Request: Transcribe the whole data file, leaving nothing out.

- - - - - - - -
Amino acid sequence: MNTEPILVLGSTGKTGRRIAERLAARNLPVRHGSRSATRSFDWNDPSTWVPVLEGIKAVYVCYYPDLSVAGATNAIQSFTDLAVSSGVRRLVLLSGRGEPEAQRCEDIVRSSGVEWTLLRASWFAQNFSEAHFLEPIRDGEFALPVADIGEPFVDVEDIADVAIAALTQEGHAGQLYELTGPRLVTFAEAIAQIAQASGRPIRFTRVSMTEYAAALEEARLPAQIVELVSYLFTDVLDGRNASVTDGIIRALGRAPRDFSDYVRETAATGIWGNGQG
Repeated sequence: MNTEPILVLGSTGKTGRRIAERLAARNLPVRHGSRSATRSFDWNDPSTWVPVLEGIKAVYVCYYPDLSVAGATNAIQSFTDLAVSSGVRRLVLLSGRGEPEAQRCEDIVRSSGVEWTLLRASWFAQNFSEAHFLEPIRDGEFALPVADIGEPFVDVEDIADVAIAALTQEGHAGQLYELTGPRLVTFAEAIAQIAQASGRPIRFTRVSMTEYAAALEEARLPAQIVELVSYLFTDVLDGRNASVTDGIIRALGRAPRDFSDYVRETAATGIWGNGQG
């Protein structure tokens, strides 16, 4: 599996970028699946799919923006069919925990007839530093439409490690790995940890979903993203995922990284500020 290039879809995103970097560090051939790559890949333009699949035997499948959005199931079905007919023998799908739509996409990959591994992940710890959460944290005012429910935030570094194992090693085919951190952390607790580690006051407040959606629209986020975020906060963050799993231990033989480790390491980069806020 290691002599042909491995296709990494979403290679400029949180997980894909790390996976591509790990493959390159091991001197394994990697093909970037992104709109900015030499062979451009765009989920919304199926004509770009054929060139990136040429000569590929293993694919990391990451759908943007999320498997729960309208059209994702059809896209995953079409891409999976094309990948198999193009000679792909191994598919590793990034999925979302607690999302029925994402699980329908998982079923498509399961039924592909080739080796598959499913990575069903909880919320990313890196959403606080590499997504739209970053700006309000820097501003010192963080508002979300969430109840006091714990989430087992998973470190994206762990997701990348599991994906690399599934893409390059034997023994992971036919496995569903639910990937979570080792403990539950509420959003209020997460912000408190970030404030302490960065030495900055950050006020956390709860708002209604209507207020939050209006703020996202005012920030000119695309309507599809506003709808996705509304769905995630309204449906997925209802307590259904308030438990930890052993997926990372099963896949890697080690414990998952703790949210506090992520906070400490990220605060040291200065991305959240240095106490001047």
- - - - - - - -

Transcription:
Amino acid sequence: MNTEPILVLGSTGKTGRRIAERLAARNLPVRHGSRSATRSFDWNDPSTWVPVLEGIKAVYVCYYPDLSVAGATNAIQSFTDLAVSSGVRRLVLLSGRGEPEAQRCEDIVRSSGVEWTLLRASWFAQNFSEAHFLEPIRDGEFALPVADIGEPFVDVEDIADVAIAALTQEGHAGQLYELTGPRLVTFAEAIAQIAQASGRPIRFTRVSMTEYAAALEEARLPAQIVELVSYLFTDVLDGRNASVTDGIIRALGRAPRDFSDYVRETAATGIWGNGQG
Repeated sequence: MNTEPILVLGSTGKTGRRIAERLAARNLPVRHGSRSATRSFDWNDPSTWVPVLEGIKAVYVCYYPDLSVAGATNAIQSFTDLAVSSGVRRLVLLSGRGEPEAQRCEDIVRSSGVEWTLLRASWFAQNFSEAHFLEPIRDGEFALPVADIGEPFVDVEDIADVAIAALTQEGHAGQLYELTGPRLVTFAEAIAQIAQASGRPIRFTRVSMTEYAAALEEARLPAQIVELVSYLFTDVLDGRNASVTDGIIRALGRAPRDFSDYVRETAATGIWGNGQG
């Protein structure tokens, strides 16, 4: 599996970028699946799919923006069919925990007839530093439409490690790995940890979903993203995922990284500020 290039879809995103970097560090051939790559890949333009699949035997499948959005199931079905007919023998799908739509996409990959591994992940710890959460944290005012429910935030570094194992090693085919951190952390607790580690006051407040959606629209986020975020906060963050799993231990033989480790390491980069806020 290691002599042909491995296709990494979403290679400029949180997980894909790390996976591509790990493959390159091991001197394994990697093909970037992104709109900015030499062979451009765009989920919304199926004509770009054929060139990136040429000569590929293993694919990391990451759908943007999320498997729960309208059209994702059809896209995953079409891409999976094309990948198999193009000679792909191994598919590793990034999925979302607690999302029925994402699980329908998982079923498509399961039924592909080739080796598959499913990575069903909880919320990313890196959403606080590499997504739209970053700006309000820097501003010192963080508002979300969430109840006091714990989430087992998973470190994206762990997701990348599991994906690399599934893409390059034997023994992971036919496995569903639910990937979570080792403990539950509420959003209020997460912000408190970030404030302490960065030495900055950050006020956390709860708002209604209507207020939050209006703020996202005012920030000119695309309507599809506003709808996705509304769905995630309204449906997925209802307590259904308030438990930890052993997926990372099963896949890697080690414990998952703790949210506090992520906070400490990220605060040291200065991305959240240095106490001047």